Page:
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** Publisher Jim Fletcher 623-2120 Community, .........A2, A3 Opinion ....................A6 Lifestyle .....................B1 Sports and Outdoors B2, B3 A4Community center to hold fraud awareness programB2Football: Milton scores sound victoryx B1LIFESTYLELove My Neighbor event promotes community harmony MAN SHOT, KILLED BY FAMILY MEMBER | A5 Wednesday, August 29, 2018 Gazette Santa Rosas Press @srpressgazette ¢ Vol. 110 Issue 69 City council to honor pillar business the Business of the Quarter AwardBy Kevin Boyer @KBoyerSRPG | 850-623-2120 kboyer@srpressgazette.comMILTON „ Milton city council will pay homage to a Milton resident who died Aug. 7 by awarding the Busi-ness of the Quarter Award to the plumbing company he left behind.The council voted to honor Cooper Plumbing with the award at the Aug. 16 council meeting when Mayor Wesley Meiss brought up the idea. Meiss wanted to honor the memory of the companys founder, Jackie Cooper. He was a pillar of this community,Ž Meiss said. His business is a pillar busi-ness in the community.ŽMeisssaid his sons and family will carry on Coopers legacy and this award would be a fitting tribute to his legacy.Cooper was born in Milton on March 18, 1945. Accord-ing to his obituary he loved to fish and was a fan of Alabama football.Remaining arehis wife Vera, his daughter Lauren and sons Samuel and Mathew, and grandchildren and great-grandchildren. Three brothers, four sisters remain as well. Cooper was buried Aug. 12 at the Milton Cemetery.He was a pillar of this communityJackie Coopers family stands in front of the Cooper Plumbing Company sign at 5919 Stewart Street. Jessica Browns mutt Zoey had its neck cut in her backyard By Annie Blanks315-4450 | @DailyNewsAnnie ablanks@nwfdailynews.comNAVARRE „ A disabled veteran whose dog was bru-tally killed in her backyard said shes devastatedŽ by the brazen attack and is searching for answers.Jessica Brown, who lives on Andorra Street in Navarre, said she left her home at 9 a.m. Wednesday, Aug. 15 and returned about 7 p.m. to find one of her four dogs, a rescued mutt named Zoey, dead in the yard.I initially thought that one of my other dogs could have (killed her),Ž she said. Until I rolled her over and saw all the blood and her neck cut from ear to ear. And that wasnt easy to see. I mean, I would have felt better if she had lost a fight with a freaking squir-rel. But not that.ŽBrown said someone entered her backyard, kicked her dog in the face, broke her jaw and cut her neck so deep the spine was showing. Brown immediately filed a report with the Santa Rosa County Sheriffs Office, which she said has taken the case very seriously.ŽSheriffs Office spokesman Rich Aloy said his agency is still actively pursuing leadsŽ in the case.Brown said she had a doggie door in her home so her pups could come and go freely. She suspects the culprit may be someone who was annoyed with Zoeys barking. But even then, she is dumbfounded as to who would enter her yard and kill the pint-sized pup.Whoever it was had to be a stranger,Ž she said. I mean, if it was a neighbor who did Woman seeks answers in her dogs slayingZoey, a rescued pup belonging to Navarre resident Jessica Brown, was killed by a person who entered her backyard, kicked her in the head and sliced her neck. [JESSICA BROWN/CONTRIBUTED PHOTO] Meisssaid his sons and family will carry on Coopers legacy and this award would be a tting tribute to his legacy.See DOG, A10By Ramon Rios @RamonrSrpg | 850-623-2120 rrios@srpressgazette.comMILTON „ A line of proactive residents from Keyser Lane filled the administrative complex Thursday night for the Santa Rosa County Commissions special zoning meeting. The issue, Keyser residents thought, was the proposed use of Keyser Lane as an access road into a new Pea Ridge subdivision.Farm Credit of Northwest Florida needs county approval to change the zoning of parcels 12-1N-29-0000-00500-0000 and01-1N-29-0000-00302-0000 between Highway 90 and Hamilton Bridge Road from Agricultural/Rural Residential to Single Family Residential. The zoning board unanimously approved the measure after hearing residents concerns.I want to emphasize to you all that this project is not planned in anyway to have access off of Keyser Lane,Ž saidAngie Jones of Locklin, Saba, Locklin & Jones, PA. Jones representing the Farm Credit of Northwest Florida who owns the 169-acre parcel where the subdivision would be located.Part of the project is building a road connecting Highway 90 and Hamilton Bridge Road Jones said.A preliminary sketch of the road shows it starting east of the Pea Ridge Flea Market extending north through county and Farm Credit property to Hamilton Bridge Road. Proposed Pea Ridge subdivision raises concernsAngie Jones, representing Farm Credit of Northwest Florida, at Thursdays zoning meeting. [RAMON RIOS | PRESS GAZETTE] A preliminary sketch of the road shows it starting east of the Pea Ridge Flea Market extending north through county and Farm Credit property to Hamilton Bridge Road. The actual location of the proposed connector road has not been determined.See CONCERNS, A10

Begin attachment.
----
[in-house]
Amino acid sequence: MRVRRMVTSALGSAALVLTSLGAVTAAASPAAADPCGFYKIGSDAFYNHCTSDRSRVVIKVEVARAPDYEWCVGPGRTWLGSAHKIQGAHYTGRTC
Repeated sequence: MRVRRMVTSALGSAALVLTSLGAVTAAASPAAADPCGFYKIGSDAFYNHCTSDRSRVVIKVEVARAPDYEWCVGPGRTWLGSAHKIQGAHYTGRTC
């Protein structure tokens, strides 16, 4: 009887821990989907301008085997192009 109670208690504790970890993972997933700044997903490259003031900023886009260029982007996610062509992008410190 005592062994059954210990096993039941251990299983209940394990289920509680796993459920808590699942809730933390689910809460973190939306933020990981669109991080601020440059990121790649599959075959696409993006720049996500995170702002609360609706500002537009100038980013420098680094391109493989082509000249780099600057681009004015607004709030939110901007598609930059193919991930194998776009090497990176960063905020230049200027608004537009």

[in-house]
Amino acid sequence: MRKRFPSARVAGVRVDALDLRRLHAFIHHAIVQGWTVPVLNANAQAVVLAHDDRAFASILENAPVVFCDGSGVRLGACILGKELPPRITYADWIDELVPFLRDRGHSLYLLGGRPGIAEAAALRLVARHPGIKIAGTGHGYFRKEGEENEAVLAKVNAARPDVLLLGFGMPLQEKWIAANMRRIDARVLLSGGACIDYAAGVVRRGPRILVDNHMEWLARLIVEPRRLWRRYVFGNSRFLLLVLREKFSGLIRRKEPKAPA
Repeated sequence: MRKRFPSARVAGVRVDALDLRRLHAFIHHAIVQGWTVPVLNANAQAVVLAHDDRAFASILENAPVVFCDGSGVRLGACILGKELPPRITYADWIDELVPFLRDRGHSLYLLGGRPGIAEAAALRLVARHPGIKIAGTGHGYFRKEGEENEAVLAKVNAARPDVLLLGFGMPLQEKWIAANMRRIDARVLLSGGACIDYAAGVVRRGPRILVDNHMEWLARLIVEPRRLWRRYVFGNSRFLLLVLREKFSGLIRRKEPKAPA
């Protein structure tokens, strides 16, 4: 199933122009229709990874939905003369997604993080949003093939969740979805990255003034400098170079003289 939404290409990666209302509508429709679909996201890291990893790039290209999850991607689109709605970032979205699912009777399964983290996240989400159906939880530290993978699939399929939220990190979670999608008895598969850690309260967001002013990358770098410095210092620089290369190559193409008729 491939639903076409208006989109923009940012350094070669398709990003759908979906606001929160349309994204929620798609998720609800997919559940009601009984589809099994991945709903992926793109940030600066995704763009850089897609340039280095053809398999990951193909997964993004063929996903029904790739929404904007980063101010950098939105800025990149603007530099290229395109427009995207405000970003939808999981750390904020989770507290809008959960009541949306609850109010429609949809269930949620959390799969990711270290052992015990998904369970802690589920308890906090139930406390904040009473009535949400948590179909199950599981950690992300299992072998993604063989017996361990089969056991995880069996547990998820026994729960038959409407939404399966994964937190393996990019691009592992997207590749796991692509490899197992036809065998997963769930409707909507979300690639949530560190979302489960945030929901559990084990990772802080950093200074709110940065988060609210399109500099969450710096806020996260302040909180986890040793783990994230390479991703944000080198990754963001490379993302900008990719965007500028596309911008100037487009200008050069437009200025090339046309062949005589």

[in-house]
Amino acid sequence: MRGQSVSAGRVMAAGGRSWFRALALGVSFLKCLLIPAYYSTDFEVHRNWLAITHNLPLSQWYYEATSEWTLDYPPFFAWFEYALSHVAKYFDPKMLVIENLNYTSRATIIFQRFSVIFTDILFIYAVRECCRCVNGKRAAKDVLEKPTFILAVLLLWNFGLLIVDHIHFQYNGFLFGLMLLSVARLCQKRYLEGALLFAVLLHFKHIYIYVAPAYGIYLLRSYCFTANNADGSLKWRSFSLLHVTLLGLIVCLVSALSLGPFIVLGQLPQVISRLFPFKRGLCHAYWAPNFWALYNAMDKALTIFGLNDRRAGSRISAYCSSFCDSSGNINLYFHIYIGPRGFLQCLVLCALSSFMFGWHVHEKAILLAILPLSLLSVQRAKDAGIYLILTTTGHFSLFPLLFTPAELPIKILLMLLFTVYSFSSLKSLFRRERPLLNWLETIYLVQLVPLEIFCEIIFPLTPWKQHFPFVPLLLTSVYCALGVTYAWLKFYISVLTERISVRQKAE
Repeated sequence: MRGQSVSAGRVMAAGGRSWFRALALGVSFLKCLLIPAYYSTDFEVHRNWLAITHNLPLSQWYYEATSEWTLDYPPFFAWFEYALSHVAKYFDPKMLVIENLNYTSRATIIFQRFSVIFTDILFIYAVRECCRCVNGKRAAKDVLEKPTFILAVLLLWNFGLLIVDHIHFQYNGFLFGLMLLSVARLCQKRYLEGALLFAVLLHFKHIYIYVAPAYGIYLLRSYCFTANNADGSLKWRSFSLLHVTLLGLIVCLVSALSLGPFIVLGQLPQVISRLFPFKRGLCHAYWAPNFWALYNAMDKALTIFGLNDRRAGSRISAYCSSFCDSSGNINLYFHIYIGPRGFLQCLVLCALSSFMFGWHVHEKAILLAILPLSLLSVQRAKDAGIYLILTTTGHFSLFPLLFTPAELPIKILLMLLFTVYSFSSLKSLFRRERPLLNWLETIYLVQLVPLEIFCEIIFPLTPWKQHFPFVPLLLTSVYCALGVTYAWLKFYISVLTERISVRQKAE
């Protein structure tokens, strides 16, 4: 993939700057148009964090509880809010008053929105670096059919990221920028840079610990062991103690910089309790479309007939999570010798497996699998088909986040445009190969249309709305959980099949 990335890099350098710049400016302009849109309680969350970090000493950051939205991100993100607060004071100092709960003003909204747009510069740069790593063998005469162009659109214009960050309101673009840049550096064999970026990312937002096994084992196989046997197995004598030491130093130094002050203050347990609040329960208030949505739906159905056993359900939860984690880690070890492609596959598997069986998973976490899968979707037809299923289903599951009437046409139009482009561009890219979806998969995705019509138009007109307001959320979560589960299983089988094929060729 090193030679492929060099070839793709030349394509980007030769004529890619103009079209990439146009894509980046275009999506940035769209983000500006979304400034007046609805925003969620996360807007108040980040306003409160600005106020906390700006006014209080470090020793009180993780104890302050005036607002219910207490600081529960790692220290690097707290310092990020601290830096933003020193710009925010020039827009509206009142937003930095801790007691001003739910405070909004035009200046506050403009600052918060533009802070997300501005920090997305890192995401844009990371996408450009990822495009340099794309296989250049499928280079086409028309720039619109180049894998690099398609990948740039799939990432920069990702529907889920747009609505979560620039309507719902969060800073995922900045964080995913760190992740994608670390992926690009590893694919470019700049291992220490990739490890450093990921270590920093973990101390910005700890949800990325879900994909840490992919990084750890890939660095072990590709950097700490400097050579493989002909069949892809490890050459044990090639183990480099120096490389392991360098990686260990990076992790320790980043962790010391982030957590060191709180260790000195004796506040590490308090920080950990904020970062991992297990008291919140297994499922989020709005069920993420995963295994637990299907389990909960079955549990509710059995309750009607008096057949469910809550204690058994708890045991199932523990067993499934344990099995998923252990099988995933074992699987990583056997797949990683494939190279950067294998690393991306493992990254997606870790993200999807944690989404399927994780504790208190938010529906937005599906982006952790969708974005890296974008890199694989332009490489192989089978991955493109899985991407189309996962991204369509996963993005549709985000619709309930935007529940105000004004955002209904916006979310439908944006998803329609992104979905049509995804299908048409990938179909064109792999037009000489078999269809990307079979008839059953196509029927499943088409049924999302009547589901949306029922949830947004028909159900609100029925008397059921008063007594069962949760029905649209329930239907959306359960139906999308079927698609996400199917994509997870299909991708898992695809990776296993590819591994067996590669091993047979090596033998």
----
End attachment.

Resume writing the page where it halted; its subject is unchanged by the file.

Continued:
** A2 Wednesday, August 29, 2018 | Santa Rosa Press Gazette COMMUNITYBy Press Gazette staffMILTON „These library events are scheduled throughout Santa Rosa County. Check the library website for additional details at Library locations:€ Milton „ 5541 Alabama St. € Pace „ 4750 Pace Patriot Blvd. € Jay „ 5259 Booker Lane€ Gulf Breeze „ 1060 Shoreline Drive€ Navarre „ 8484 James M. Harvell RoadUPCOMINGHOLIDAY CLOSURES: All libraries will be closd on Monday, Sept. 3for Labor Day.LIBRARY CARD SIGN-UP MONTH: September is Library Card Sign-Up Month. If you don't have a library card, now is a great time to come in and sign up. You'll enjoy all the benefits and fun of using our wonderful library system! RECURRING PRESCHOOL STORYTIME: Storytime programs are for preschool children ages3-5 and include stories, finger plays and action rhymes. Caregivers must remain in the library during storytime. However, they cannot accompany children into the programs. Programs start promptly at the assigned times. Latecomers are not admitted.First timer? Visit the library to meet the storytime presenter, pick up a welcome packet, explore the children's area, and enjoy a tour of the library.Storytime will be pre-sented during the following times Sept. 17 through Dec. 7:€ 11 … 11:30 a.m. on Mon-days at the Jay Library€ 11 … 11:30 a.m. on Tuesdays at the Navarreand Milton Libraries € 11 … 11:30 a.m. on Fridays at the Gulf Breezeand Pace LibrariesCheck the library website for additional details at TIME: Toddler Time is a program for children ages 18 to 36 months who attend with a caregiver. One child and one adult register together for songs, stories, rhymes, and other fun activi-ties. This 20-minute program lasts six weeks. Toddler Time requires registration andspace is limited. It is not a drop-in program. Details are available at the participating libraries. Call the Youth Services Coordinator Angela Evans at 981-4066 for details.Toddler Time will be presented during the fol-lowing times Sept. 17 through Oct. 26:€ 11 … 11:20 a.m. on Wednesdays at the Milton, Navarre,and Pace Libraries€ 10 … 10:20 a.m. on Fridays at the Gulf Breeze LibraryREADING WITH GABBY: 10 a.m. Sept. 1 at Pace Library, visit the library to read with Gabby the therapy dog! Space is limited. Registration is required. Speak with a staff member to sign up.REFRESHING READS BOOK CLUB: 3 p.m. at the Jay library, enjoy an uplifting book club where one can talk about books in a spirit of fun and sharing. Refreshing Reads meets the first Tuesday of every month. See a staff person to sign up. This month, read your favorite book and be prepared to share with the group about it. This month's selection is If I RunŽ by Terri Blackstock.READING WITH SUMMIT: 4 p.m. Sept. 4 and 18 at the Milton Library, visit the library to read with Summit, the K-9 Literacy Dog! Space is limited. Registration is required. Speak with a staff member to sign up.THE ILLUSTRIATES GRAPHIC NOVEL BOOK CLUB:4 p.m.Sept. 5at the Navarre Library, sixth through 12th graders can join fellow graphic novel enthusi-asts on the first Wednesday of each month to discuss the book of the month. Members can suggest reading ideas, interests, and discuss the world of the graphic novel. This month's selection is El DeafoŽ by Cece Bell. Speak with a staff member to sign up.BOOK CHAT: 4 p.m.Sept. 5at the Pace Library, one of the next best things to reading a good book is chatting about it. Join the conversationon the first Wednesday of every month at 4 p.m. This month's selection is In the Midst of WinterŽ by Isabel Allende. Registration is required.FRIENDS OF THE PACE LIBRARY FALL BOOK SALE:9 a.m. to 5 p.m. Sept. 7 and 9 a.m. to 1 p.m. Sept. 8 at the Pace Library, the FOPL are hosting a book sale. A vari-ety of books will be available. This event is free and open to the public. Support your local Friends group. Visit the FOPL website at www. for additional information.TWENTY QUESTIONS FOR GRANDPARENTS & GRANDCHIL-DREN: 10 a.m. Sept. 8 at the Genealogy Library, 6275 Dog-wood Dr. in Milton, in honor of Grandparents Day, visit the genealogy library for Twenty Questions for Grandparents & Grandchildren. The questions will help you and your grandchildren begin a family tree together. Sessions are being offered at 10 a.m. and 11:30 a.m.FRIENDS OF THE NAVARRE LIBRARY BOARD MEETING: 10 a.m.Sept. 10at the Navarre Library, 8484 James M. Harvell Road, Navarre.COFFEE TALK BOOK CLUB: 12 p.m. Sept. 11 at the Gulf Breeze Library, 1060 Shore-line Drive. Call the library, 981-7323, to sign up. The non-fiction book club meets on the second Tuesday of every other month for a brown bag lunch and book discussion. This month the book club is discussing Sapiens: A Brief History of HumankindŽ by Yuval Noah Harari.THE INKLINGS: 5 p.m. Sept. 11at the Milton Library, sixth through 10th graders are invited to share their ideas about the book of the month. This months selec-tion is Omega CityŽ by Diana Peterfreund. Speak with a staff member to register.FRIENDS OF THE GULF BREEZE LIBRARY BOARD OF DIRECTORS MEETING: 5:30 p.m.Sept. 11at the Gulf Breeze Library, 1060 Shoreline Drive. Details: DAY: 10 a.m. Sept. 15, at Pace Library, Curiosity Day will take place in honor of Curious George. There will be stories and fun activities for kids in grades K-2.FAMILY MOVIE MONDAYS: 3 p.m. Sept. 17, family movies will be shown. Join us this month as we watch the adventures of Babe and his barnyard pals (rated G). Refreshments will be provided by the Friends of the Navarre Library.GAME NIGHT: 3 p.m. Sept. 18 at Jay Library, bring games from home or play those provided by the library. All ages and game groups are welcome.ANIMANGA CLUB: 4 p.m. third Tuesdays of each month at the Gulf Breeze Library, bring your art; discuss techniques of drawing, cartooning, anime and manga, as well as your favorite titles and artists in those genres. Open to sixththrough eighth-graders. Join us on July 17 for a special two hour meeting as we watch Miguel journey to the Land of the Dead. Refreshments will be provided by the Friends of the Gulf Breeze Library.NAVARRE AUTHORS CLUB: 4 p.m., third Wednesday of every month at the Navarre Library, 8484 James M. Har-vell Road. Join other local authors; topics of discussion will include everything from the writing process to how a new author can be published.THIRD THURSDAYS WITH YOUR COUNTY MASTER GARDENER: 11 a.m. Aug. 16, the county master gardeners will present a monthly series on a variety of interesting topics with solutions for your gardening life. This months topic, Backyard Chickens,Ž will be presented by Jenny Weber.THIRD FRIDAYS WITH UF/ IFAS EXTENSION: 1 p.m. Aug. 17, the University of Florida Institute of Food and Agricultural Services presents Backyard ChickensŽ by Prudence Caskey, UF/IFAS Extension Santa Rosa County 4-H Agent, at the Gulf Breeze Library.BUTTERFLIES: 10 a.m. Sept. 22 at the Pace Library, the Azalea Garden Club of Pace will present this program for youth in kindergarten … 8th grade. Learn the basics about butterflies in your yard, migration, and how to grow a milkweed plant, a monarchs favorite food. Supplies will be provided. Space is lim-ited; visit the Pace Library to register.ROBOTICS AND TECH FOR TWEENS & TEENS: 4 p.m. Sept. 25 at the Gulf Breeze Library, tweens and teens ages 10-17 who are interested in robot-ics, coding, Arduino, virtual reality, and all things techrelated are invited to join us for a robotics and tech club. Meetings are held the last Tuesday of each month. Beginners through expert level are welcome.BIBLIOBABBLERS TEEN BOOK CLUB: 6 p.m.Sept. 25at the Gulf Breeze library, ninth through 12th graders who are 14-18 years old can discuss the read-of-the-month with friends at the Gulf Breeze Library. Bibliobabblers meets at 6 p.m. on the last Tuesday of every month. This months book is Children of Blood and BoneŽ by Tomi Adeyemi.GRAPHIC NOVEL BOOK CLUB:5 p.m. Aug. 22 at Milton library, join fellow graphic novel enthusiasts at the Milton Library on the fourth Wednesday each month to discuss the book of the month. Members can suggest reading ideas, inter-ests, and discuss the world of the graphic novel. This month's selection is A Land RememberedŽ by Andre R. Frattino. Visit the library to register.FICTION FANATICS BOOK CLUB: 4 p.m. Sept. 28at the Navarre library, join the Fiction Fanatics for stimulating conversations about popular works of fiction, at 4 p.m. on the fourth Friday of every month (except May and November). This month's selection is To Be Where You AreŽ by Jan Karon. Speak to a staff member to reserve a copy.FRIENDS OF THE PACE LIBRARY BOARD MEETING: 5:30 p.m. second Tuesdays of every other month at the Pace Library, 4750 Pace Patriot Blvd. Details: ROBOTS OPEN HOUSE: 10 a.m. Sept. 29 at the Gulf Breeze Library, families are invited to join us for an inter-active robotics open-house. Complete challenges at each robot station. This event is open to all ages and registration is not required. At noon, join us for the movie "Ready Player One" based on the novel by Ernest Cline (rated PG-13). Popcorn will be pro-vided by the Friends of the Gulf Breeze Library.LIBRARY EVENTS [PIXABAY.COM] By Press Gazette staffMILTON „ Here's a look at upcoming events in Santa Rosa County and surround-ing areas.UPCOMINGUpcoming Imogene Theatre showsMILTON „ Upcoming performances at the Imogene Theatre, 6866 Car-oline St includeveteran of country music Collin Raye and psychic medium Ericka Boussarhane. Purchase tickets online at buy-tickets-online. Ericka Boussarhane Date: Aug. 31Doors and showtime: 7 p.m. and 7:30 p.m. Tickets: $20 presale Collin Raye Oct. 13Doors and showtime: 7 p.m. and 8 p.m. Tickets: $45 presale Bagdad Museum LectureBAGDAD „ At 10 a.m. this Saturday, the Bagdad Museum Lecture Series continues with Britannia Pat-terson lecturing on events of the Civil War in Bagdad and Santa Rosa County entitled, "Beard's 1862 Raid on Bagdad and Milton".It will be held in Bagdad, Florida in the oldest museum struc-ture in Northwest Florida, cir. 1880, sponsored by the Bagdad Village Preservation Association, Inc. cir. 1988. Bagdad Museum is located at 4512 Church St. Radio Control Flying ParkJAY „ The grand opening of the Santa Rosa County Fallen Hero Memorial Radio Control Flying Park takes place 8 a.m. to 5 p.m. Sept. 22. There will be helicopters, planes, drones and cars as well as hot dogs and hamburgers and drinks with a donation suggested. There will be static displays, instructions, radio control air shows, military vehicles and hot rods. Location is at the Jay Transfer Station Road off 89 South of Jay. The Northwest Florida Modeler, Inc. is host-ing this event. Contact Frank Papasavas at 899-1888 for more information. Relay for LifeThe signature fundraiser for the American Cancer Society, Relay For Life for the Milton and Pace area takes place 6 p.m. to midngiht Nov. 16 at the Pensacola State College Milton campus, 5988 Highway 90. For more infor-mation or to register visit You can also contact Gina Bitetti at gina. or call 404-329-5113.BRIEFSMiltons Imogene Theatre sits just west of the Blackwater River bridge in downtown Milton, 6866 Caroline St. [DEVON RAVINE/DAILY NEWS] The Bagdad Museum is located at 4512 Church St in Bagdad. [FILE PHOTO]